By Jim Smith
Three closely allied politicians may rule Los Angeles after the March 3 elections. The three amigos are Wendy Greuel, the favorite to win the Controller’s race; Jack Weiss, the leading candidate for City Attorney, and Antonio Villaraigosa, who looks like a shoe-in for a second term as Mayor.
Is this good or bad for Venice, L.A. and the world? It’s bad. These three close friends will be able to wield enormous power in the city. Just suppose that our Councilperson, Bill Rosendahl, takes a position that the Mayor doesn’t like. He can sic the Controller on him to audit his books, or turn the City Attorney lose to investigate his public/private connections.
Even worse, the LAPD Chief, William Bratton, is starring in commercials for the election of los tres. How peculiar that the head of the police is attempting to say who his civilian bosses will be. When did they stop enforcing laws and ordinances and start making them?
Of course, the election of the three would be very good for Villaraigosa, who has his eye on the Governor’s office in Sacramento. Not only can he put the screws to office holders, city workers and lobbyists to get behind his campaign, but with Greuel and Weiss on the job, he will be able to keep his thumb on them even in far-away Sacramento.
Not since the First Triumvirate of Gaius Julius Caesar, Pompey the Great and Marcus Licinius Crassus got together to rule Rome in 60 BCE, have the spoils of a city been so available for legal looting.
What can you do about it? Go to the polls on March 3 and vote for anyone running against these three. It doesn’t matter who you vote for as long as Greuel, Weill and Villaraigosa are kept under 50 percent of the vote. That will force a runoff. If you’re already fed up with the city government, then work for Venice Cityhood. Venetians could be counted on to make sure no one, two or three people gained so much power.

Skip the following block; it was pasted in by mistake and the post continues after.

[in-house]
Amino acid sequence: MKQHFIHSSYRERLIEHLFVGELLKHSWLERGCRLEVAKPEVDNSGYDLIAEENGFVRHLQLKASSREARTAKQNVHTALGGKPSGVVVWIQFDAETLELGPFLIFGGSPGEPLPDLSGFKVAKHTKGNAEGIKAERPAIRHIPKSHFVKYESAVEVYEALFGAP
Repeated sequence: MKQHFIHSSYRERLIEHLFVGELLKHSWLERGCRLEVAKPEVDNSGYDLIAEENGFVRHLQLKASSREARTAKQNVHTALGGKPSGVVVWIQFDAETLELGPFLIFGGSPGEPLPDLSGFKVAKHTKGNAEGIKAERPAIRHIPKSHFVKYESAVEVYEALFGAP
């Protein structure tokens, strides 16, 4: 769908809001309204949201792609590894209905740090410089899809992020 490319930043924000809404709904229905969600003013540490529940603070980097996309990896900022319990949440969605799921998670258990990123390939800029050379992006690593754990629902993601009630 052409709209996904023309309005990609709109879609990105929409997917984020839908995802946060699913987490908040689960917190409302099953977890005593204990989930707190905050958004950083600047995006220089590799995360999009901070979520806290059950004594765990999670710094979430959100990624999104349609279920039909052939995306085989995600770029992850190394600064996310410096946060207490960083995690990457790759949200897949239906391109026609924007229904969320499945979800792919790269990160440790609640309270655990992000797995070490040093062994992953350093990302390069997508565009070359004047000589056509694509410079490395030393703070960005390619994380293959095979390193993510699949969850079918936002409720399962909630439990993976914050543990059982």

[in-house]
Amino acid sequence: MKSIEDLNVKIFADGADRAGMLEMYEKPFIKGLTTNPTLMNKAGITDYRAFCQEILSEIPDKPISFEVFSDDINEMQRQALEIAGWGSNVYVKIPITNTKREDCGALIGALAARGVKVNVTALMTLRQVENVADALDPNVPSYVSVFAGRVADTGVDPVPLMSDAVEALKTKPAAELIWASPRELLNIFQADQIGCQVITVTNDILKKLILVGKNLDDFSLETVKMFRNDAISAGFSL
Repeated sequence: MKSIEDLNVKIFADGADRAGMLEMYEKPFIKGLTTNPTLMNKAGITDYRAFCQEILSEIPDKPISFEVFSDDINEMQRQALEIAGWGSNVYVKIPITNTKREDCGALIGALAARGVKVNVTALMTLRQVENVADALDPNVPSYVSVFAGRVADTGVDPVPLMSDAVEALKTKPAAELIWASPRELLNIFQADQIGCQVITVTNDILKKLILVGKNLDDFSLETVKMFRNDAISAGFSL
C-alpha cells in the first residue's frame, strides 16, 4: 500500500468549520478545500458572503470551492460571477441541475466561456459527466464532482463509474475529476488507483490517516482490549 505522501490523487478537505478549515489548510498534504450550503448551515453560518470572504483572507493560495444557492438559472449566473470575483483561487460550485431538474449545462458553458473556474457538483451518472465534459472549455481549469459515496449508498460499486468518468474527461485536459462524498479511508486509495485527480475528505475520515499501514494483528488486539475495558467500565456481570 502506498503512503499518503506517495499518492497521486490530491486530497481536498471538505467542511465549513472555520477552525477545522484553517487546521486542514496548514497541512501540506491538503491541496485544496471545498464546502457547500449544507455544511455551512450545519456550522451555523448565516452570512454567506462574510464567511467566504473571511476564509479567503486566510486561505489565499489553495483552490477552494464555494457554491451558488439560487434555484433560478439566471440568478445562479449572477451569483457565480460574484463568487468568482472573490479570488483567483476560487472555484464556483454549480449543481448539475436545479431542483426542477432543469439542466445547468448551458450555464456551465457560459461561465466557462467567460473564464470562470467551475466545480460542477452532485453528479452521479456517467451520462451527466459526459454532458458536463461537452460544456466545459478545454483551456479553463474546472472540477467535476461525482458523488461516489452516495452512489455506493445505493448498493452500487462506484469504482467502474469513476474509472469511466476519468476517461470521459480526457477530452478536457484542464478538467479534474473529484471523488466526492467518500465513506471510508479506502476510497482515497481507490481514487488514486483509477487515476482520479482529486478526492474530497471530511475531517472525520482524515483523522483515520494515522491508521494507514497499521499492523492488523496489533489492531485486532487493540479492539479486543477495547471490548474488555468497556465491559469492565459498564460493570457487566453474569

For more recommendations from the Beachhead, see last month’s issue at:
• The March 3 Election – A real snoozer
Go to: http://tinyurl.com/ccjug3
• Solar Power to the People? What’s Wrong With Measure B Go to: http://tinyurl.com/cs9rjt
BONUS: Parking restrictions to be relaxed within one block of a polling place. No need to plug the meter.
February: The March 3 Election – A Real Snoozer
If you ever wanted to miss voting in an election without having a guilty conscious, March 3 may be your day.
How can a civic-minded newspaper say such a thing. Well, you can call it being realistic. There is no serious opposition in most races. There is no “change guy” running to turn things around in L.A. Yes, the Mayor is running for reelection, but there is no well-known opposition, unless you count Zuma Dogg. Bill Rosendahl is running for reelection for city council. His only opponent is on the far rightwing of the political spectrum.
If you decide to vote, here are the Beachhead recommendations:
For Mayor: Antonio Villaraigosa has blown it, big time. He campaigned four years ago with the support of nearly every progressive in town. He won election and was quickly seduced by the Dark Side. He even rode a corporate jet to Rosa Parks funeral. Rosa Parks, who started the civil rights movement by boycotting the segregated Birmingham, Alabama, buses. She walked, and Antonio flew in style. He could have been a positive role model of thousands of Latino youth. But he blew that one too. When Lincoln Place tenants asked for his help, he denounced them for not giving in to LP’s corporate owner. Don’t reward bad behavior with your vote.
For Council District 11: Bill Rosendahl has stood out in sharp contrast to the Mayor. He has gone to bat for Lincoln Place tenants, and he’s done the right thing on many other issues that affect Venice. Sadly, he has dropped the ball when it comes to helping the weakest among us, the homeless. Bill has talked a good game about finding places to park for those forced to live in RVs. He’s expressed compassion for our Venice neighbors who live on the street. But when it comes to action, we’re still waiting. He’s sided with the homeless haters who would impose a parking permit tax on all of us, in their misguided attempt to force the RVs out of Venice. Sorry Bill, we can’t endorse you and remain true to the homeless at the same time.